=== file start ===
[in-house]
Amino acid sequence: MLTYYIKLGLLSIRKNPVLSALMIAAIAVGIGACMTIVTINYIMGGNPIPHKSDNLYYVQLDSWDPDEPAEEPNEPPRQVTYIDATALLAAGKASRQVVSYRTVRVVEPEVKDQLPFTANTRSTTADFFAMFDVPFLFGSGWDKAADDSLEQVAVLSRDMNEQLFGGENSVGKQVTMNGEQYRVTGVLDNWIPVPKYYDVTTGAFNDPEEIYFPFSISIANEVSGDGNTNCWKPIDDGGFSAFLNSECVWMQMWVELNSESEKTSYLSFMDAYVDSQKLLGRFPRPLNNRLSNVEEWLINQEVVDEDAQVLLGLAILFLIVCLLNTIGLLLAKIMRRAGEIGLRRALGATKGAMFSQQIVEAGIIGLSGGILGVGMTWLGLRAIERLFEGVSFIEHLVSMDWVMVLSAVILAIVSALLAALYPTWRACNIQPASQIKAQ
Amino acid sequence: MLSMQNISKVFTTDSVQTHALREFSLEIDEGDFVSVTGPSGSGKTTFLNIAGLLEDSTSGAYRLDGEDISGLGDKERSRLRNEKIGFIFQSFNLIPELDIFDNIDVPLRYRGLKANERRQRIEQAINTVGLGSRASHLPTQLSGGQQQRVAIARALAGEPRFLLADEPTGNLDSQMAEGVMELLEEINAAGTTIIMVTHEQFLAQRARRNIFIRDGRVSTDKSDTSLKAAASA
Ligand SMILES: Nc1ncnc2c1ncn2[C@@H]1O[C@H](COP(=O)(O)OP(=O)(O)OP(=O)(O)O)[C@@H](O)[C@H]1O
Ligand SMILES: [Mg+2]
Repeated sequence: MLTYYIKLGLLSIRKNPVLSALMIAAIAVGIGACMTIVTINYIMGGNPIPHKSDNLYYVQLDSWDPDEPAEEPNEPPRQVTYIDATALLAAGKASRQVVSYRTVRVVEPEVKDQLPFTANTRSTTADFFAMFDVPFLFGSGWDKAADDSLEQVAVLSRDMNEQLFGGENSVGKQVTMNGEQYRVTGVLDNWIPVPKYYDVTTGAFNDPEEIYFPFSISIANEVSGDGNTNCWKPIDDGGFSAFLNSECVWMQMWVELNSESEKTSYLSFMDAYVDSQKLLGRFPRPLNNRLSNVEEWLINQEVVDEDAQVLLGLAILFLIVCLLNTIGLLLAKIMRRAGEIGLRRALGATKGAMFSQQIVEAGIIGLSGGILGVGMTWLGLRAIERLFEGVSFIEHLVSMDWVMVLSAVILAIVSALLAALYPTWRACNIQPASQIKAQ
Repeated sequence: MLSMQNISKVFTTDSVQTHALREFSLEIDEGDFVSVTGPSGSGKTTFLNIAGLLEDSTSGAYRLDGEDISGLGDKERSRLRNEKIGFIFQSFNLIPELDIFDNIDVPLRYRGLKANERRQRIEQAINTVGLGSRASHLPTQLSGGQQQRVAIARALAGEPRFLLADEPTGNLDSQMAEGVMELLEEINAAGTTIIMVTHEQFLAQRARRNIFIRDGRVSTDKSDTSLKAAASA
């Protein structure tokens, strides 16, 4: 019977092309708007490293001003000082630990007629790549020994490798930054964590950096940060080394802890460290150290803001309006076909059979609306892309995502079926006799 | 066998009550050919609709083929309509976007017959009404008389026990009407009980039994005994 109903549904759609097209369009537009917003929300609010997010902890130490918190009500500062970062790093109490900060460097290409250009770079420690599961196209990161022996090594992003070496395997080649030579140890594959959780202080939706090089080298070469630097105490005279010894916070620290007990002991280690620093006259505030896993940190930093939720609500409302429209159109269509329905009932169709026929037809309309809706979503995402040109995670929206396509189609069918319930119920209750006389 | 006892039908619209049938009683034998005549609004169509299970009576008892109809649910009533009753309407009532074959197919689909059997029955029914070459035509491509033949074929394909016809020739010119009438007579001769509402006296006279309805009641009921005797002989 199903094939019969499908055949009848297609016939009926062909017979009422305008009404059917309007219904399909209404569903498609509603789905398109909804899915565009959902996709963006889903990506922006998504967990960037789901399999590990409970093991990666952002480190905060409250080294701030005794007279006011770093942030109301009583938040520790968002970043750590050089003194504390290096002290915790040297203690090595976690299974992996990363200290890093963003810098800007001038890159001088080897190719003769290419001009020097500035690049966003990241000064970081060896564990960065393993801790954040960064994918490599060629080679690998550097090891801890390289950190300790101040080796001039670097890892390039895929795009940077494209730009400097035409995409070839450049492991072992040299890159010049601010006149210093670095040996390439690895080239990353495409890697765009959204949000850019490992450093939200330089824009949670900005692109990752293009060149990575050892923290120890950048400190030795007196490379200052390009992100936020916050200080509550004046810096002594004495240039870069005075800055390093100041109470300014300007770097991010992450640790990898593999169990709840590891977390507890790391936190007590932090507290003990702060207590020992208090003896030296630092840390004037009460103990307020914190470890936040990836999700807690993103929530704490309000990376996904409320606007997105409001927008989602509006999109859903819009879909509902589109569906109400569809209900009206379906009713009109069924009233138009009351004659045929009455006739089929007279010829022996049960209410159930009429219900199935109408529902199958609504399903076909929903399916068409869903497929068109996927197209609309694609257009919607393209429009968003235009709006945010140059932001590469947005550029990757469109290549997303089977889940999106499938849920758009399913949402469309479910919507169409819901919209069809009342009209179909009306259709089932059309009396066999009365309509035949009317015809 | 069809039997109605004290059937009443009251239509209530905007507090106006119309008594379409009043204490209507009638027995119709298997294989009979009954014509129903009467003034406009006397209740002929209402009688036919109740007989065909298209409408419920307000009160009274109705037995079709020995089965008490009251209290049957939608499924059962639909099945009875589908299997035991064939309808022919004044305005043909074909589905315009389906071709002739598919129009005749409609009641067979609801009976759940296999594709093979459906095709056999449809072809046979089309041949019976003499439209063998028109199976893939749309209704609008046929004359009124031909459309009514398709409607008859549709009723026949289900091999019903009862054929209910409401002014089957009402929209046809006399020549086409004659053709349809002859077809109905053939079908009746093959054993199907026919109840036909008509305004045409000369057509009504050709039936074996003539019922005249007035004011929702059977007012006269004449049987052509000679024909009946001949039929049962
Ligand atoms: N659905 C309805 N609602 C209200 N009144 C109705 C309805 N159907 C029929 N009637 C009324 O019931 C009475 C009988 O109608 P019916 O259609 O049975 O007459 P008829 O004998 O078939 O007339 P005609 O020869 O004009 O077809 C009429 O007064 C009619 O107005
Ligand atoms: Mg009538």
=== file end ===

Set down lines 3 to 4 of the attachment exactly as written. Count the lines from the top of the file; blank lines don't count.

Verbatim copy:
Amino acid sequence: MLSMQNISKVFTTDSVQTHALREFSLEIDEGDFVSVTGPSGSGKTTFLNIAGLLEDSTSGAYRLDGEDISGLGDKERSRLRNEKIGFIFQSFNLIPELDIFDNIDVPLRYRGLKANERRQRIEQAINTVGLGSRASHLPTQLSGGQQQRVAIARALAGEPRFLLADEPTGNLDSQMAEGVMELLEEINAAGTTIIMVTHEQFLAQRARRNIFIRDGRVSTDKSDTSLKAAASA
Ligand SMILES: Nc1ncnc2c1ncn2[C@@H]1O[C@H](COP(=O)(O)OP(=O)(O)OP(=O)(O)O)[C@@H](O)[C@H]1O